Title

Survey of the Health of Urban Residents: a Community-Driven Assessment of Conditions Salient to the Health of Historically Excluded Populations in the USA.

Publication/Presentation Date

8-24-2020

Abstract

BACKGROUND: Data from the Survey of the Health of Urban Residents (SHUR) identified connections between police brutality and medical mistrust, generating significant media, policy, and research attention. Amidst intersecting crises of COVID-19, racism, and police brutality, this report describes survey development and data collection procedures for the SHUR.

BASIC PROCEDURES: We conducted focus groups with Black men, Latinxs, and immigrants in Allentown, Pennsylvania. Findings were used to develop and refine measures of conditions salient to the health of urban residents across the country. Quota sampling was employed; oversampling people of color and persons whose usual source of care was not a doctor's office.

MAIN FINDINGS: Non-Hispanic Whites made up just under two thirds of the sample (63.65%, n = 2793). Black/African American respondents accounted for 14.2% of the sample (n = 623), while 11.62% (n = 510) were Latinx. Only 43.46% of respondents reported a doctor's office as their usual source of care. Novel measures of population-specific stressors include a range of negative encounters with the police, frequency of these encounters, and respondents' assessments of whether the encounters were necessary. SHUR assessed the likelihood of calling the police if there is a problem, worries about incarceration, and cause-specific stressors such as race-related impression management.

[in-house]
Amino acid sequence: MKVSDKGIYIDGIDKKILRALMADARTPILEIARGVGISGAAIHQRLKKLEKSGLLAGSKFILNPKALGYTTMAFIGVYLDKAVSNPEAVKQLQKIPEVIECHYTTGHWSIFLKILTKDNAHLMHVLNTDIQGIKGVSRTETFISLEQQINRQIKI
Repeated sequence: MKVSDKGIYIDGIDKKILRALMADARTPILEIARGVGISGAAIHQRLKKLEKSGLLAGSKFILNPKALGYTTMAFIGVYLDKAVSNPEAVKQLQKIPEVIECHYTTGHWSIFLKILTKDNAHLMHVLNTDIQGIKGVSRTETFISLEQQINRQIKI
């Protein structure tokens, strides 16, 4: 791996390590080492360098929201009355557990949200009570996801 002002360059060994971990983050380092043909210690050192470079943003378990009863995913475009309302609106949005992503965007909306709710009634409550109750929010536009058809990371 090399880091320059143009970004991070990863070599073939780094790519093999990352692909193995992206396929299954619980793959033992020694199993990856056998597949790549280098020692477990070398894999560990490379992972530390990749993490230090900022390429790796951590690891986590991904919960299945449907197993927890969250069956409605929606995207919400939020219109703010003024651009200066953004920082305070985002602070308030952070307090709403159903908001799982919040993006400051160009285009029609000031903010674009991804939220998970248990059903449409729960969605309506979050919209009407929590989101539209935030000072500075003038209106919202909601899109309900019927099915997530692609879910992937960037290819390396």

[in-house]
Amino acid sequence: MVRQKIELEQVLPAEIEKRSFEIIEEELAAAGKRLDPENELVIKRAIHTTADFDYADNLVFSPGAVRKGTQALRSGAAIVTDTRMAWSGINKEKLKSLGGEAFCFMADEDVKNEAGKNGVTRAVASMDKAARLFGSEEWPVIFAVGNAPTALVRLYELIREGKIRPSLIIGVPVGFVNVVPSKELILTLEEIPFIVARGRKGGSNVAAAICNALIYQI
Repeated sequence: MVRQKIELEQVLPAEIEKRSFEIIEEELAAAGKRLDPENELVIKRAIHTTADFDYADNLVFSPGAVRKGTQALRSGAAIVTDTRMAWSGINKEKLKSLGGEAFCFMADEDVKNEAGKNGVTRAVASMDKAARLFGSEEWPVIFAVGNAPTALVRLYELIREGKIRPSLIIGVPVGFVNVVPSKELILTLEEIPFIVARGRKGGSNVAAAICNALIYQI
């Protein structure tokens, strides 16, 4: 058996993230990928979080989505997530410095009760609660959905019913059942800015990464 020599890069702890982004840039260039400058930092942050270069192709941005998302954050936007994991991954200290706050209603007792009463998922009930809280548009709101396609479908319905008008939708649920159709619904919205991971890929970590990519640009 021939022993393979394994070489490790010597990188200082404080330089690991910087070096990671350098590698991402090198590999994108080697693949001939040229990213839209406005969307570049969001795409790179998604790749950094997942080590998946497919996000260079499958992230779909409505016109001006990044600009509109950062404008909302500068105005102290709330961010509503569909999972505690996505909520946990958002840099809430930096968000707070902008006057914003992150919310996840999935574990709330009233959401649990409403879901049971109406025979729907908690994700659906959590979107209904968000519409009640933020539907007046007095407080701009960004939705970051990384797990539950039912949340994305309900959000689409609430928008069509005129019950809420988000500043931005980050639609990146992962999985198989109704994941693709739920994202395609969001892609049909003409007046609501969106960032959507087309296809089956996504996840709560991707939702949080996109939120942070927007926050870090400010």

PRINCIPAL CONCLUSIONS: SHUR (n = 4389) is a useful resource for researchers seeking to address the health implications of experiences not frequently measured by national health surveillance surveys. It includes respondents' zip codes, presenting the opportunity to connect these data with zip code-level health system, social and economic characteristics that shape health beyond individual factors.

ISSN

2196-8837

Disciplines

Family Medicine | Medicine and Health Sciences

PubMedID

32839897

Peer Reviewed for front end display

Peer-Reviewed

Department(s)

Department of Family Medicine, Department of Family Medicine Faculty

Document Type

Article

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